[miningmx.com] – WHEN it comes to attracting foreign or even local investment to its economy, South Africa is not different from any other mining country. There is no silver bullet; instead, we need an arsenal of complementary weaponry at our disposal.
Not infrequently one hears the allegation that the government and the executive are to blame if foreign direct investment (FDI) fails to materialise. That stance has doubtful worth.
We are a constitutional democracy where the rule of law runs deep, and yet we have not initiated the development of a completely new, deep-level gold mine for some 30 years.
In contrast, there are other countries that are far from democratic, but where new mine developments are common. Politics, to my mind, is not as big a hindrance as it is made out to be. In my view the biggest obstacle is simply that of decreasing quality of resource and increasingly uncompetitive returns.
As far as gold is concerned, most of our easily accessible ore has long since been extracted from South Africa. That which remains – unlike shallow deposits in Africa, Latin America or across the Pacific Rim – may be too deep to merit the cost of reaching and exploiting.
The investment case in weighing deep-level labour intensive operations and near- or on-surface mechanised mining is self-evident. Therefore, until such time as the “modernised” model takes full effect, the bit of resources FDI that may occur is more likely to happen in the bulk commodities spaces, provided that the required infrastructure to mine it and to ship is developed.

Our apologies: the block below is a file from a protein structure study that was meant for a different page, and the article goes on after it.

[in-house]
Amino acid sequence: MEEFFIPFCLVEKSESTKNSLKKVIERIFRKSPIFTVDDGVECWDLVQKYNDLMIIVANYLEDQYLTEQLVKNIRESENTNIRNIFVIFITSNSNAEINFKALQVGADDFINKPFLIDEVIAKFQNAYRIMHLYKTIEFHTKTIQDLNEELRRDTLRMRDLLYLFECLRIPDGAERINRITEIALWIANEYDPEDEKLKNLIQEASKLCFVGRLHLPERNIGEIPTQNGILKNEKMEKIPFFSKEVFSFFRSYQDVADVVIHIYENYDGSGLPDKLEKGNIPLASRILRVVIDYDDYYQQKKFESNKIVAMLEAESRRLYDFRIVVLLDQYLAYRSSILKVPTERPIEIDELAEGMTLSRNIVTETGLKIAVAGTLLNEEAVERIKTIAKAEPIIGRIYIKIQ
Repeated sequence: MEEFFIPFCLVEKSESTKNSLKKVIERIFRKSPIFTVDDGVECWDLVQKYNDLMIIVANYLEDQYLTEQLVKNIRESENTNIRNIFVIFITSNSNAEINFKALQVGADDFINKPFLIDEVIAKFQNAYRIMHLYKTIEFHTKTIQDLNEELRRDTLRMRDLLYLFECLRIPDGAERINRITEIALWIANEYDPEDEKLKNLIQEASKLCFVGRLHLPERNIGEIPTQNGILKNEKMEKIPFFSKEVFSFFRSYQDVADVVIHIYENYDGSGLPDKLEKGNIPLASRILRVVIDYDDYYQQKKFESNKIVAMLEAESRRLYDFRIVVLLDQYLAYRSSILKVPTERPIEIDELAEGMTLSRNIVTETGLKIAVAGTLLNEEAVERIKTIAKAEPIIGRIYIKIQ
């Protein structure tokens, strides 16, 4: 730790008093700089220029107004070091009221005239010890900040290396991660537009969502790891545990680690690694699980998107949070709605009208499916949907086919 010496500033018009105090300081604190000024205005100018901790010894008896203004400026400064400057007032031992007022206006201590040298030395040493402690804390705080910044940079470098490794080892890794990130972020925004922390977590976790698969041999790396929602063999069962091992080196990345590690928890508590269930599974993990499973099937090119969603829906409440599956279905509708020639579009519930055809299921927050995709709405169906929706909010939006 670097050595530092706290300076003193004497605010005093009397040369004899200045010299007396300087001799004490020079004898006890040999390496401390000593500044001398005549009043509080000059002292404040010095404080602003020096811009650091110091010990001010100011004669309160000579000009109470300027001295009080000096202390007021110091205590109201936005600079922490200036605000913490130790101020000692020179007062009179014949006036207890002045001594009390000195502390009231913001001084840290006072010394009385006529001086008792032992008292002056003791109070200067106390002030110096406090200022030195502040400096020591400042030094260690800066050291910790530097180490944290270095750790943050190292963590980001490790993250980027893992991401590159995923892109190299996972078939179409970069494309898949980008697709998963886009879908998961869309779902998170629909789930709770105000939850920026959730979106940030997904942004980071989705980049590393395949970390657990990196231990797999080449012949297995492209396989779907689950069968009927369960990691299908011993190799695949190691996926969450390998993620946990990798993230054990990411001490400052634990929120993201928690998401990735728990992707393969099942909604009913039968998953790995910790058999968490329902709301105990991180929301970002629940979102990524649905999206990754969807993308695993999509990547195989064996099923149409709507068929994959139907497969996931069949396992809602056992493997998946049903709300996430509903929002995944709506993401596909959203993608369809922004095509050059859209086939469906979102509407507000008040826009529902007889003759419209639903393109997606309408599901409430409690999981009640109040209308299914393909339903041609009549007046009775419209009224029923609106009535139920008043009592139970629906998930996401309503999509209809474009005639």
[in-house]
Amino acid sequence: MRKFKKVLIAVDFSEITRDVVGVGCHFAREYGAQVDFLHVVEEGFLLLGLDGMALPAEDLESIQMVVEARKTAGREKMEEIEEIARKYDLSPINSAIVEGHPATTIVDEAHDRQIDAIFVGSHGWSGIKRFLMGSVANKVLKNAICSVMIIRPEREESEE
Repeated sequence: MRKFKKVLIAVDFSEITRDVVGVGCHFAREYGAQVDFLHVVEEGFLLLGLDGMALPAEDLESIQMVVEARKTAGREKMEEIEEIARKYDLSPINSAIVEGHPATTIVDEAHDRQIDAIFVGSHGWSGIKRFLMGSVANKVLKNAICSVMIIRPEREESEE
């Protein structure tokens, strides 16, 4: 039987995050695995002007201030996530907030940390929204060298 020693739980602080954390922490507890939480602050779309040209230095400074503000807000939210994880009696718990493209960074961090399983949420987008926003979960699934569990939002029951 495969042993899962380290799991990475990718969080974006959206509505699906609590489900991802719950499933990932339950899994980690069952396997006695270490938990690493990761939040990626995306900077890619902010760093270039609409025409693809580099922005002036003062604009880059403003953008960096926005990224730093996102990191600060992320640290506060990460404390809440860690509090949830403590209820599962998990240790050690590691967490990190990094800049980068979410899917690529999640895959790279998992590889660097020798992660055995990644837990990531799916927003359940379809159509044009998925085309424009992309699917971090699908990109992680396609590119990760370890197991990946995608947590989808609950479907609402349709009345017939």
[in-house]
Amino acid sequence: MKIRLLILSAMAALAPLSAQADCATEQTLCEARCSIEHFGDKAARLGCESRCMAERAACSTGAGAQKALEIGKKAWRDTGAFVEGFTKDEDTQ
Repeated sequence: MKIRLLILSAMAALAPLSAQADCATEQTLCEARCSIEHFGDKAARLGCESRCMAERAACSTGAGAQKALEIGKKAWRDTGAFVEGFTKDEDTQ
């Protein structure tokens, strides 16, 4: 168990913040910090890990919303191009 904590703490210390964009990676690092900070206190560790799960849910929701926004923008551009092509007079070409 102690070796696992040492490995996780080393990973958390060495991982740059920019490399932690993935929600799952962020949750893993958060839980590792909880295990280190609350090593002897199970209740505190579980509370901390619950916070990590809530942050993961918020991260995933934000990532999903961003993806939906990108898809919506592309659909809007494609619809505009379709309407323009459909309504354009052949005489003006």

I would contend, then, an integral part of the National Development Plan should be a commitment to create, develop and maintain this infrastructure, even at times such as the present when we are near the bottom of the commodities cycle.
Local beneficiation is a forceful political mantra. But while beneficiation of local commodities might be shown to be in the nation’s economic interests, there are realities to be considered.
Uppermost is that beneficiation projects be driven by incentives rather than by punitive threats. Incentives can be tailored to fit each individual project through elements such as tariff protection, transformation or black economic empowerment credits and, in particular, less obstruction and opposition by officialdom, which often is the difference between success and failure.
The motor sector is, I would argue, a clear example of a properly incentivised beneficiation sector – a sector that continues to attract FDI. It is founded on the reality that the domestic market is too small on its own for a car plant to succeed. It recognises that the target market must be overseas.
Developing a new venture has very little to do with patriotism and everything to do with the prospect of making an attractive return on capital, the very FDI we hope to attract. Nor can technical innovation be mandated. Officialdom cannot determine what beneficiation should be pursued.
On the other side of the investment coin, indirect investment in equities rather than directly in industrial plant makes it plain that South Africa is far from being a no-go land.
Half of the shares in the company I work for, DRDGOLD, are traded through New York. Investors may have a number of reasons for buying particular shares, but they are undeterred by what others might consider to be political or social disasters.
There is no single right way to attract investment, no silver bullet. But there is an “awful lot’ that might combine to turn investment away from our doors that can quite easily be avoided.
Niel Pretorius is the CEO of DRDGold, South Africa’s leader in the recovery of gold from mine residues and waste dumps